Speaking of his hometown, Kelly Pavlik said, “In Youngstown, when you’re on top, you’re on top. But when you let them down, you’re the worst person in town. It’s funny how that works. You don’t want to become the bad guy in the city for failing at something. But at the same time, it’s pretty neat to be that guy, to be in that situation.”

ON October 18, 2008, Kelly Pavlik entered the ring at Boardwalk Hall in Atlantic City intent upon scoring a decisive victory over Bernard Hopkins. He didn’t have to knock Hopkins out. But he was committed to fashioning a triumph that left no doubt as to which man was the better fighter. “I want everybody to know that I beat Hopkins,” Pavlik said. “And I want Bernard to know that I beat him too.”

Pavlik was born and raised in Youngstown, Ohio. In 2008, the national economy was experiencing what Youngstown had endured for three decades. Since 1980, as jobs vanished, the city’s population had dropped from 115,000 to 80,000. It had the lowest median income in the United States among cities with 65,000 people or more.

Pavlik had stayed close to his roots. He and his wife lived with their 22-month-old daughter in Boardman, a community adjacent to Youngstown. And Kelly was the proverbial local boy made good. On September 29, 2007, he’d dethroned Jermain Taylor to become middleweight champion of the world.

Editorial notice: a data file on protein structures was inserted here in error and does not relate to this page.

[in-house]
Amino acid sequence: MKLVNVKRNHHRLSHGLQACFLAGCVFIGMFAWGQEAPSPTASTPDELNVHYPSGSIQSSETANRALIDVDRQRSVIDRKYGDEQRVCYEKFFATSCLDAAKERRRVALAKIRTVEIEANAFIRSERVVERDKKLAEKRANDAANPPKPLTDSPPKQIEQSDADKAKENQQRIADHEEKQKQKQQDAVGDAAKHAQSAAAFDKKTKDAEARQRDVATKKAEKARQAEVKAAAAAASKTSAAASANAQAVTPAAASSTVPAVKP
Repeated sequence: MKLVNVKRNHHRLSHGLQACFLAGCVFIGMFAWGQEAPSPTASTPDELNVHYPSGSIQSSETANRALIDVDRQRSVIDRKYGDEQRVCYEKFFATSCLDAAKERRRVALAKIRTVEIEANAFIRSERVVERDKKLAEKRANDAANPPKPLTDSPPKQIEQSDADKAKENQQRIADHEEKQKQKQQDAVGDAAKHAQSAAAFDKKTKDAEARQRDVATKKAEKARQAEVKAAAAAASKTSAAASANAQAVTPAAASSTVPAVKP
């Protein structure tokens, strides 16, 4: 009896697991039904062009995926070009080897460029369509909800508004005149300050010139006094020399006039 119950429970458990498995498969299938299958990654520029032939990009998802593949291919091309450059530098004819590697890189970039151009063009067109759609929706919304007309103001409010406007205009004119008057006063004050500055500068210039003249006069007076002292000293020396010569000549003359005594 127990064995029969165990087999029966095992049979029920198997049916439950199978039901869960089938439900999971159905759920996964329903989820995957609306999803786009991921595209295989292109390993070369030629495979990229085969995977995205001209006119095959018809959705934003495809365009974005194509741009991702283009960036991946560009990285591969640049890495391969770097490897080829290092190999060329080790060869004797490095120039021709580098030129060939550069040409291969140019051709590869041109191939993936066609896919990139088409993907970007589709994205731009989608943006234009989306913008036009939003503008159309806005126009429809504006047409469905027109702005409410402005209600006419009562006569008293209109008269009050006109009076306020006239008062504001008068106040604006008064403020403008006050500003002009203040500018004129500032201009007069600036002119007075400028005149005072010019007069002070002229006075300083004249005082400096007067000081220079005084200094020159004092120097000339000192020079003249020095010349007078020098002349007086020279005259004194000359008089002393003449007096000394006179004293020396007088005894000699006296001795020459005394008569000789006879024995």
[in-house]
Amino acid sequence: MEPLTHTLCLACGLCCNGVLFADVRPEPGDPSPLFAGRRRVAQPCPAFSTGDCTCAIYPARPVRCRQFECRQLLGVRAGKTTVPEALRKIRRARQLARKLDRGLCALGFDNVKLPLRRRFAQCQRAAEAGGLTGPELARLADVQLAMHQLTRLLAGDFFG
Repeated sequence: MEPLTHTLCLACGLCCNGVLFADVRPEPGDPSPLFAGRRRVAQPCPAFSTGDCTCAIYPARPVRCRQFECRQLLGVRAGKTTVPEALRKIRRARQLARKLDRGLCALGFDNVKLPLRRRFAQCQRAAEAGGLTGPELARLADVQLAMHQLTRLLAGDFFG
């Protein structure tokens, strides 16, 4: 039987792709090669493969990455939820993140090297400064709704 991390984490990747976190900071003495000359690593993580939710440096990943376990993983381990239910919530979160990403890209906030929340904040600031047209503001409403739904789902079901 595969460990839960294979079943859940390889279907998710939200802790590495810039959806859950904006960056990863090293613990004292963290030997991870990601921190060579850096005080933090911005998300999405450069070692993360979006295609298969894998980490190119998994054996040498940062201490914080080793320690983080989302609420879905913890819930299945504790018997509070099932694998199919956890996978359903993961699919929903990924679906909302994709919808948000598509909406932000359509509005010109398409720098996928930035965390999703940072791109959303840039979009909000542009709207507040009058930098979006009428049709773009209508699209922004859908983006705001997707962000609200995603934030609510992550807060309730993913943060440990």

After Pavlik beat Taylor, Youngstown and the surrounding environs embraced their new hero. Kelly threw out the ceremonial first pitch before Game 4 of the American League Championship series between the Cleveland Indians and Boston Red Sox, sat beside the legendary Jim Brown after presiding over the coin toss at a Cleveland Browns football game, and addressed the Ohio State Buckeyes before they took to the gridiron to play arch-rival Michigan. “These are teams I’ve rooted for my whole life,” he said. “It was awesome.”

Yet through it all, Pavlik maintained a self-effacing sense of humour. When a reporter asked, “Do you think that you can take the place of Oscar De La Hoya [as the face of boxing] after De La Hoya retires?”, Kelly answered, “It would be nice. But I’ve got a couple of things against me. First of all, there’s my looks.”

Indeed, Pavlik’s appeal was such that his promoter, Bob Arum (an ardent supporter of Hillary Clinton) prevailed upon him to endorse the New York senator in the 2008 Democratic presidential primary in Ohio. “I was at home and the telephone rang,” Kelly later recounted. “I picked it up, said ‘hello’, and someone said, ‘Hi, this is Hillary Clinton.’ I’m like, ‘Sure. Right. Uh-huh.’ She’s trying to convince me it’s really her, and I’m wondering which of my friends is jerking me around.”

A local Chevrolet dealer gave Pavlik an SUV in exchange for some autograph sessions and a local commercial. There was a $100,000 endorsement deal with Affliction, a fledgling clothing company. For a fighter who’d been doing landscape work for 10 dollars an hour a year earlier, it was a sweet turnaround. But after a while, the bloom started coming off the rose.

“I’m a simple guy,” Pavlik acknowledged. “I don’t like flash and the limelight too much. I like to do things around the house and spend time with my daughter, and there’s been a lot of times lately when I haven’t had any ‘me’ time. You’re supposed to go to the gym. Bust your butt. Go home. Fight. But I’m also supposed to be a role model. And do this charity. And please, visit this dying kid in the hospital; it would mean so much to him. And the next day, it’s an old man who’s dying or I go see children with mental disabilities. I don’t have time to do everything people want me to do. And if you don’t do everything that everyone else wants you to do, all of a sudden you’re an asshole.”